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Early primary voting forces choices between Democratic, GOP races
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A pile of stickers awaits voters Monday afternoon at the Hall County Elections Office. Early voting is under way at the offices on Browns Bridge Road in the old Wal-Mart center.

For years, Georgia voters have been able to make their choice of voting in a Democratic or Republican primary. Voters here do not register as Republican or Democrats but must decide between the ballots of the two parties in primaries.

Sounds simple, but every couple of years a few voters get confused. This year, voters in Hall County’s commission District 4 must decide between a vote for the candidates seeking that office on the Democratic ballot and voting for contested county offices on the Republican ballot.

The Democratic race between incumbent Deborah Mack and challenger Ashley Bell is the only local race on the party ballot. There is no Republican challenger, and the primary is tantamount to election.

The only statewide races on the Democratic ballot are for U.S. Senate and the Georgia Public Service Commission.

The Hall County Republican ballot offers voters a chance to decide the races for tax commissioner, clerk of superior court and probate judge. The three races generally are lackluster competitions, but are at the top of the ballot in 2008.

Incumbent Tax Commissioner Keith Echols is being challenged by J.C. Smith. An open seat for clerk has Charles Baker, Jennifer Gibbs and former Hall County Sheriff Bob Vass vying for the position. Probate Judge Patti Cornett is facing Dan Sammons in the Republican race.

In Hall County Commission District 2, incumbent Billy Powell is facing Chris Masters in the primary.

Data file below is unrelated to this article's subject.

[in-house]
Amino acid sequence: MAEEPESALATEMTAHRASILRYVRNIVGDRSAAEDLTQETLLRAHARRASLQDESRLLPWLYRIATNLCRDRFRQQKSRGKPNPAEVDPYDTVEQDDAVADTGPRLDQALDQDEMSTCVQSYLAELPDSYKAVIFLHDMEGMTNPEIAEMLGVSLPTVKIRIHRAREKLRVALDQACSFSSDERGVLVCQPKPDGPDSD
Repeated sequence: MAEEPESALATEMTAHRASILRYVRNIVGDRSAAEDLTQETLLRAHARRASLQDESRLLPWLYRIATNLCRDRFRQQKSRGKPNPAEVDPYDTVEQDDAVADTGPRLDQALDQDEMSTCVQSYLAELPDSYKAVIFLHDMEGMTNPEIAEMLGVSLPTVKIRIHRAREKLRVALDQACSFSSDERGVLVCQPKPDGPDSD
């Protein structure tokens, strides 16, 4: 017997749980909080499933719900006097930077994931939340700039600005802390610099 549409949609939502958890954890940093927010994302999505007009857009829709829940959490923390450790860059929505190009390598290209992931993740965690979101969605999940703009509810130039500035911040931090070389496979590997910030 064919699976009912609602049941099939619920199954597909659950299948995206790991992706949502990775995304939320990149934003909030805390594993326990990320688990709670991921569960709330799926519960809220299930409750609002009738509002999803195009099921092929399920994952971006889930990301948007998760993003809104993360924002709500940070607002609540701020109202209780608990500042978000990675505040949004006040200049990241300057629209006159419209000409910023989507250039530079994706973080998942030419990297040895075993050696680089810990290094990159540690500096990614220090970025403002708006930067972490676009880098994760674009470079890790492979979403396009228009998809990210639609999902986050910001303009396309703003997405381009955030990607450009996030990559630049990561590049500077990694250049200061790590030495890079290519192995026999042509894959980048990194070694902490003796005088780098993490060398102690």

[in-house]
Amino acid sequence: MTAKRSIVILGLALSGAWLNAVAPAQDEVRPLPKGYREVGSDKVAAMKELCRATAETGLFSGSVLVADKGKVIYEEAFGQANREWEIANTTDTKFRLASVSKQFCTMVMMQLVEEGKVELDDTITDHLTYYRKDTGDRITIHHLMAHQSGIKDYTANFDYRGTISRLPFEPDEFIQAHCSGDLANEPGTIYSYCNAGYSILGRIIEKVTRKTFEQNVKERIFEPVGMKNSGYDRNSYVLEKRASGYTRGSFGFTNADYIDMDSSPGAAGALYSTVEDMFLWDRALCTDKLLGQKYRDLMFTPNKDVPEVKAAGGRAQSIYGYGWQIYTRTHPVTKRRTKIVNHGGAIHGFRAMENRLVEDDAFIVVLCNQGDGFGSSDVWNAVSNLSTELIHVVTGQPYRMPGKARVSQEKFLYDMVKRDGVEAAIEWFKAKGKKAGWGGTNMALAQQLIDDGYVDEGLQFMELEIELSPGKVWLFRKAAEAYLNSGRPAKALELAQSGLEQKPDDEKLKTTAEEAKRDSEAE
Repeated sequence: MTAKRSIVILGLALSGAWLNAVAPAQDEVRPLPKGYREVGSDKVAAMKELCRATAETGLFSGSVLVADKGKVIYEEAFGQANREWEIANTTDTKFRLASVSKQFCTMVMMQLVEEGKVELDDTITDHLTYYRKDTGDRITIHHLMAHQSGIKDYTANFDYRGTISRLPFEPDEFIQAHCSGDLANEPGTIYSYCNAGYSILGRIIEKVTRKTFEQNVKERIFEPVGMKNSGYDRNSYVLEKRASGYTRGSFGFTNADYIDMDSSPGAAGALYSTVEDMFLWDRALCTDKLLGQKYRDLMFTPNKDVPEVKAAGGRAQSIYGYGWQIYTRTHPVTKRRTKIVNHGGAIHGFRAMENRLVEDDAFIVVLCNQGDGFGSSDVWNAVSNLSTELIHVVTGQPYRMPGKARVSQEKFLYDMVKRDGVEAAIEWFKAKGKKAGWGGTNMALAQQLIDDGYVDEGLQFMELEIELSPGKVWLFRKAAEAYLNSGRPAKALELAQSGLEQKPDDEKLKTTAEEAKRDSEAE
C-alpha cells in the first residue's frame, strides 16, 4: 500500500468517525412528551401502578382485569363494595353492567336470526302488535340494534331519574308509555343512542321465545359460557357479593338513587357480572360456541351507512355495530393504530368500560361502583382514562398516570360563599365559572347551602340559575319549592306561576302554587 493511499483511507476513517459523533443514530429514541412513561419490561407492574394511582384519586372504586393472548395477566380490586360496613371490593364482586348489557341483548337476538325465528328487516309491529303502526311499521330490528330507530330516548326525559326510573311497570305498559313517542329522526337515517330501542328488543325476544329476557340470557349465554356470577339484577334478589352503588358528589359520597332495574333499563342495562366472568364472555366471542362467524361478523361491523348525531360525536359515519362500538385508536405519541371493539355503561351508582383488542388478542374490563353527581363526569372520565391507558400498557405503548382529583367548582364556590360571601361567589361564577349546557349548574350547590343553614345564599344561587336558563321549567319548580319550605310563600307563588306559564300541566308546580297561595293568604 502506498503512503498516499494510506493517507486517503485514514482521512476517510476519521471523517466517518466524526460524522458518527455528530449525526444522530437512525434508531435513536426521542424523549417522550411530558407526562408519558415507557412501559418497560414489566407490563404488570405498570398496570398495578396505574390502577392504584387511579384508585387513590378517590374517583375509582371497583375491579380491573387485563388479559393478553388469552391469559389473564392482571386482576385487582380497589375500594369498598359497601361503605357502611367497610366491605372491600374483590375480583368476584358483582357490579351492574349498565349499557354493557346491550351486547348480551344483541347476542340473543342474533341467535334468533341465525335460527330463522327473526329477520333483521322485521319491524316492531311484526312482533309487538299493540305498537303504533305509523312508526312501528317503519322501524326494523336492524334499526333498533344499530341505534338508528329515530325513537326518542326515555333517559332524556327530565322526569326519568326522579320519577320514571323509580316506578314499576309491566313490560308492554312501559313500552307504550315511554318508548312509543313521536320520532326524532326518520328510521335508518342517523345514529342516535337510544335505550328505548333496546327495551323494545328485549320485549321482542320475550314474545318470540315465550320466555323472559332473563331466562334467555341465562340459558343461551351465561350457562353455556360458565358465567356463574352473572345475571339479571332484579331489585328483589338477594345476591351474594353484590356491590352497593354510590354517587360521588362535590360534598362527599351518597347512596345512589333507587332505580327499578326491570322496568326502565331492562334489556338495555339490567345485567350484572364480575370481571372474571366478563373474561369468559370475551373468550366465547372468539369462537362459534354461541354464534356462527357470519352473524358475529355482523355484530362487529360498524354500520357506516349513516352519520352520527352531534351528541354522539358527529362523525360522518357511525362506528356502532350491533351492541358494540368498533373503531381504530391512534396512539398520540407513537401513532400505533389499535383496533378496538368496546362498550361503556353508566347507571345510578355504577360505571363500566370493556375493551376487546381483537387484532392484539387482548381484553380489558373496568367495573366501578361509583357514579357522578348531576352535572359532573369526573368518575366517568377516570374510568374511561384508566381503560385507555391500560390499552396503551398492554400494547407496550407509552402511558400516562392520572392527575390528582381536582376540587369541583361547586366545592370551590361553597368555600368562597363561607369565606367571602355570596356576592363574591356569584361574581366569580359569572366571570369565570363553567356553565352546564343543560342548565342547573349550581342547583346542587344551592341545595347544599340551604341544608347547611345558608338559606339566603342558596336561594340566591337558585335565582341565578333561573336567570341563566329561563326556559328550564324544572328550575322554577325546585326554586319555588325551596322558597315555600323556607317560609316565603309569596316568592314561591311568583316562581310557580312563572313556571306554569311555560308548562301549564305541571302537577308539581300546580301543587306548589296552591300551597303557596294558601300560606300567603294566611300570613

Those offices have no Democratic challenger in November, so the race will be decided on July 15.

Statewide, the GOP ballot has two contested seats on the Public Service Commission.

Charlotte Sosebee-Hunter, who heads Hall County’s elections, said there was little confusion among the 260 voters who cast early ballots on Monday at the county elections office on Browns Bridge Road.

But candidate Ashley Bell said that telling voters they must choose between party ballots has been a major part of his campaign message to the electorate.

"It’s very confusing," said Bell, who said voters are perplexed as to why they can’t vote in his race and for other county offices.

Mack, the incumbent, said she was not aware of any problems, although she had asked some of her Republican friends to cross over and vote for her.

Matt Carrothers, a spokesman for Secretary of State Karen Handel, who supervises Georgia’s elections, said he believes voters understand the partisan balloting.

"We don’t receive many questions on that issue," Carrothers said. "Georgia voters know the process and know they have to request a party ballot for primary elections."

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